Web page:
The construction and electricity sectors, he argued, also suffered similar experiences, with the construction sector, which was projected to be 17% as at the end of the first quarter, turned around to be 20%.
That of the electricity subsector in November recorded a provisional outturn of 13.7% growth, but surprisingly it was revised to -0.8%.
These, among other things, Dr. Akoto-Osei noted, needed to be answered by the Finance Minister.
'GDP growth was not as robust as expected. His own statement said inflation was surging up; his own statement said the exchange rate continuous to depreciate; his own statement said interest rates are rising and private remittances are falling. Madam Speaker, he said by the first quarter, they were expecting private remittances of about 674 million, but the outturn was 395 million. That was the statement of the minister and not mine. His own statement said we are down to 2.4 months of import cover. Madam Speaker, these are the trends for five months, and we are in August, then clearly, the economy is heading for trouble, and I hope that very soon we will see new policies that will change things around, because these are real disturbing trends,' he stressed.
He took time to touch on the country's international reserves which had declined from US$5.4 million in 2011 to US$4.9 million in May, 2012.
The new policy introduced by the Bank of Ghana on foreign accounts, he also argued, was not the best, since it had tied the hands of potential account holders from making any transaction.
His argument was backed by the MP for Sunyani West, Ignatius Baffour Awuah, who also called for swift intervention to save the economy from further decline.
But, those arguments were dispelled by the Deputy Finance Minister, Seth Terkper, in his contribution to the motion on the floor of the House.
'Mr. Speaker, indeed, the economy has performed well,' he asserted, but noted that in an election year, it was obvious the economy would come under some speculative attack, which he argued, was not a very unusual thing.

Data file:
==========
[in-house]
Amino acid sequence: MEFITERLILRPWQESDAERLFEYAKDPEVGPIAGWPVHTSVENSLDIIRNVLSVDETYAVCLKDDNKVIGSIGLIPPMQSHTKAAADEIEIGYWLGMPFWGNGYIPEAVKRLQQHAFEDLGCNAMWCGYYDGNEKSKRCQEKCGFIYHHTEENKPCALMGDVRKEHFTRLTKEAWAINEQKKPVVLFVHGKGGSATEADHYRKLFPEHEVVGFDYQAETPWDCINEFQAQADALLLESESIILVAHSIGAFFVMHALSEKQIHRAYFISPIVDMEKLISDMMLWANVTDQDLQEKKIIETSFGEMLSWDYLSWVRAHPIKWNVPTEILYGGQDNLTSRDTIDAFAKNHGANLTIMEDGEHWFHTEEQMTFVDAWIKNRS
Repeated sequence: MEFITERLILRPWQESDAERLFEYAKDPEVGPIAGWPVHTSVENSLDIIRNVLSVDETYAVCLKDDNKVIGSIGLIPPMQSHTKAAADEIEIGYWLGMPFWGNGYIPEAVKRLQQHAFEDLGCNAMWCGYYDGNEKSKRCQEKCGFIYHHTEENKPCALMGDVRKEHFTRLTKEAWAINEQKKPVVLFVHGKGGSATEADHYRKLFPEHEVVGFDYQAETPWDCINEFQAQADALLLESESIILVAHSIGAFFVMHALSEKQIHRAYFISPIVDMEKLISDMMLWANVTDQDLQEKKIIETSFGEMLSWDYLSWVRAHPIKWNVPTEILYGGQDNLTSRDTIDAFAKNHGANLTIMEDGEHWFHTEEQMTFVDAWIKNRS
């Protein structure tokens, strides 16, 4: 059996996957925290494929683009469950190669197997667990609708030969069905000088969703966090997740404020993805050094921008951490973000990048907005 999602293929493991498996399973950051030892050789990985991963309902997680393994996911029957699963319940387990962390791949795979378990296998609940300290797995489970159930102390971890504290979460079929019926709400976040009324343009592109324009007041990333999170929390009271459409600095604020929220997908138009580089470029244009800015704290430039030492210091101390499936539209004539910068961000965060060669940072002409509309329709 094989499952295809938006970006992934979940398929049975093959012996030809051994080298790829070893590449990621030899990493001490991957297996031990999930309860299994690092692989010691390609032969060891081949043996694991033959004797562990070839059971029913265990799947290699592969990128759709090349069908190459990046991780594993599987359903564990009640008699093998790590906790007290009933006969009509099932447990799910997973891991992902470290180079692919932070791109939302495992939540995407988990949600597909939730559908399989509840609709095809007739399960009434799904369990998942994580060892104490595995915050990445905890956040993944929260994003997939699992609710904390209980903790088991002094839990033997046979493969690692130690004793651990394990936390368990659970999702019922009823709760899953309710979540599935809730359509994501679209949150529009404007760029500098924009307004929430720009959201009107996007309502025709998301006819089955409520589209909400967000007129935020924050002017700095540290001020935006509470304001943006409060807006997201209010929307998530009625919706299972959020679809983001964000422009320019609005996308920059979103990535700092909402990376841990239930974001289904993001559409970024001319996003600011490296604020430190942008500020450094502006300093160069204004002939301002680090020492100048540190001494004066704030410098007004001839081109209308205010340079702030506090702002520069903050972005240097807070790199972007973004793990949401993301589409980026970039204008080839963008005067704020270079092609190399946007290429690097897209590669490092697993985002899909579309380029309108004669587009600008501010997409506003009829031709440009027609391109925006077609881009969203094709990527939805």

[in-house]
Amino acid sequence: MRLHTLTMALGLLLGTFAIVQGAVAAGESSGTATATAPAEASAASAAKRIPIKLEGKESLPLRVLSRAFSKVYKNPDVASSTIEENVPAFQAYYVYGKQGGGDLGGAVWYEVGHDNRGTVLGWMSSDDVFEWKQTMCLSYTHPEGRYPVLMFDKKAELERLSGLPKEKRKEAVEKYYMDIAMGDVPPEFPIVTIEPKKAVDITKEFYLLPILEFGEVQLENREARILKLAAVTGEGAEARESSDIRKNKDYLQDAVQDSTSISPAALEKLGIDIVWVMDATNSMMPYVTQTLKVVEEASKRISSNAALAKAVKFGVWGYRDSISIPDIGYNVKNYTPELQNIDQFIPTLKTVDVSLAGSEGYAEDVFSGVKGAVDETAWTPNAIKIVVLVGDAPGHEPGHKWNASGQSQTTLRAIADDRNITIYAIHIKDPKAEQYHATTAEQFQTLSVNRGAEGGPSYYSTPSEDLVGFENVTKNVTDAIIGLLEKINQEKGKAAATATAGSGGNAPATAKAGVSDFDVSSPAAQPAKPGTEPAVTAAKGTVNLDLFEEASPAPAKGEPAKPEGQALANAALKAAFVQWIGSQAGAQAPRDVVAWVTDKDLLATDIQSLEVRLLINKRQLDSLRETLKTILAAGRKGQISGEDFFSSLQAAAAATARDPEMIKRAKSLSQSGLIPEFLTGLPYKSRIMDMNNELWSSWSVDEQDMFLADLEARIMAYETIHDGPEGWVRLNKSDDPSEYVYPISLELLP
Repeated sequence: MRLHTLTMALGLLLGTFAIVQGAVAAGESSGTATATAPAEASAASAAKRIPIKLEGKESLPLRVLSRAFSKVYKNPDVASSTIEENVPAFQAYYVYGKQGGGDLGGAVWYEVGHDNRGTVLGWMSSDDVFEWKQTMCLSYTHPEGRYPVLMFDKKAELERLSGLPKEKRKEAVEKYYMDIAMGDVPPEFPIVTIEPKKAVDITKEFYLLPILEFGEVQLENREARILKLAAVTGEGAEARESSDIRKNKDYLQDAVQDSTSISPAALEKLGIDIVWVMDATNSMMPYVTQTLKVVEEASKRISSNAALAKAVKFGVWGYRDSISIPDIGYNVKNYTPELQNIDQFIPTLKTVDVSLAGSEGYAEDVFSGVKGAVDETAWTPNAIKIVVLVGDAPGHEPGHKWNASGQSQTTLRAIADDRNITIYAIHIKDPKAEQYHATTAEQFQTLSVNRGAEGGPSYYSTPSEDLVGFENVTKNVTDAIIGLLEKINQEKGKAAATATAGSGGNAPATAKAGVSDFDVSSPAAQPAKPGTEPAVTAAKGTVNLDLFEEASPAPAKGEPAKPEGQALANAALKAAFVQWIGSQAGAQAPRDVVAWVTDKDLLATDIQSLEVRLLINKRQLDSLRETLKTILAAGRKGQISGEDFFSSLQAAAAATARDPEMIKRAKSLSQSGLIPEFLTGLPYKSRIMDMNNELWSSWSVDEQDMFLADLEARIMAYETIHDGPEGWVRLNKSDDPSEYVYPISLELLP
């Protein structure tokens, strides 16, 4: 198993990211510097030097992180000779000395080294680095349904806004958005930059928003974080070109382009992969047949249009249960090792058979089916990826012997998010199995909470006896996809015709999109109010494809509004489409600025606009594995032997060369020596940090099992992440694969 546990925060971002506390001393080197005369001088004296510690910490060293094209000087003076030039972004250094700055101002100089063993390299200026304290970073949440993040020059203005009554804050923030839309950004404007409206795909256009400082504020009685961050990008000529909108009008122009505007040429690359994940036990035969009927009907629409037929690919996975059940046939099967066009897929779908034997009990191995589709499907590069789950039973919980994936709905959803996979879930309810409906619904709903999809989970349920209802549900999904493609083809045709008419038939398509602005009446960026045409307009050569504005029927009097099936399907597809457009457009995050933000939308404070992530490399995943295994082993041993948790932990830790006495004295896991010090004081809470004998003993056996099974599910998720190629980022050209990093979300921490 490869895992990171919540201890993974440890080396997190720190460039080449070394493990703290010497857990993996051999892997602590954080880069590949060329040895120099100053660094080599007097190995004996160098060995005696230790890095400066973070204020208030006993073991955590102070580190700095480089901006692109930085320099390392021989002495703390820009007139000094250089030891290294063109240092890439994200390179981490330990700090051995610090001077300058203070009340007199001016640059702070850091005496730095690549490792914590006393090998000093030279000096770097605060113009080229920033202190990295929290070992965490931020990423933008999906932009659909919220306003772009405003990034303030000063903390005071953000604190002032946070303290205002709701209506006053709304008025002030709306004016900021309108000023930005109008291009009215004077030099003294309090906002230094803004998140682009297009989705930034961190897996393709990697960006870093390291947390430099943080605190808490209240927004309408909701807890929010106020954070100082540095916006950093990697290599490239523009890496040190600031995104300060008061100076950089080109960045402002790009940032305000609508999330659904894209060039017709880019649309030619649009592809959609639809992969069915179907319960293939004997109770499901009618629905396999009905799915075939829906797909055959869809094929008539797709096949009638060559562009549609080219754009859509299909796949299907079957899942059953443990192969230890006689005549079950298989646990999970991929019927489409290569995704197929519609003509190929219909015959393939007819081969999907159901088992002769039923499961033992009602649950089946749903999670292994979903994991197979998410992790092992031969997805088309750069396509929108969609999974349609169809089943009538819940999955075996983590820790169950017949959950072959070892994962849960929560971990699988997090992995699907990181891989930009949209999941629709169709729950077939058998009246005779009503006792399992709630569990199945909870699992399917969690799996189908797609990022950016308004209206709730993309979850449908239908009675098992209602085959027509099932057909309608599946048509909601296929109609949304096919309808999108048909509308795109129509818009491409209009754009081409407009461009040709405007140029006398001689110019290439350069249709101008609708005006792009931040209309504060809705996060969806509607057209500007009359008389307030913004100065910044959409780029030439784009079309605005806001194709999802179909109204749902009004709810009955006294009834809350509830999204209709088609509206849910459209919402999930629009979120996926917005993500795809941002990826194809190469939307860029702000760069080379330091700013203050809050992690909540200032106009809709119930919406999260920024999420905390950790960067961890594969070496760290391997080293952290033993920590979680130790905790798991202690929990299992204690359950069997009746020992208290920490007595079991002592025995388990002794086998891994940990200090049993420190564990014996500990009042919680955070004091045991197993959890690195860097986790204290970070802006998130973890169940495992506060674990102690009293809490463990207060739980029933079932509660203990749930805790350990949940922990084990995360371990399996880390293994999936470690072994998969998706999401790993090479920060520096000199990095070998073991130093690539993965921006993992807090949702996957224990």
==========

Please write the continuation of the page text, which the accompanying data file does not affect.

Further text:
He urged critics of the economy to evaluate the performance of the economy on the basis of the difficult circumstances the NDC administration inherited in 2009, and the progress it had made over the last three and half years.
'Indeed, with respect to those indicators cited, we have seen inflation go down; the exchange rate has been quite stable up to the last six months, and indeed, we have been able to make progress. What is different is the fact that even though this is an election year, the ex-President of blessed memory has been very firm, indicating that if it requires we take corrective measures to arrest the deterioration in the economy, we can do it, irrespective of the fact that we are in an election year,' he explained.
On that background, he urged the members to support the measures introduced by the Bank of Ghana in addressing some fluctuations in the economy, especially, with regard to the continuous depreciation of the cedi against major trading currencies on the market.
He noted that the new policy was not intended to punish Ghanaians for keeping their savings in foreign exchange.
'The Bank of Ghana has come out to clarify the issue, and it is not the intention of the government to close down any foreign currency account, neither is it the policy of the government to stop people from this undesirable practice of dollarizing the economy. What we are saying is that if these individual actions mean to a harm of the public good, in the sense that it is affecting foreign exchange rate, wages and import prices, then it is necessary to sometimes make sure that those who engage in this kind of transaction bear the cost of their actions, rather than pass it onto the public at large,' he averred.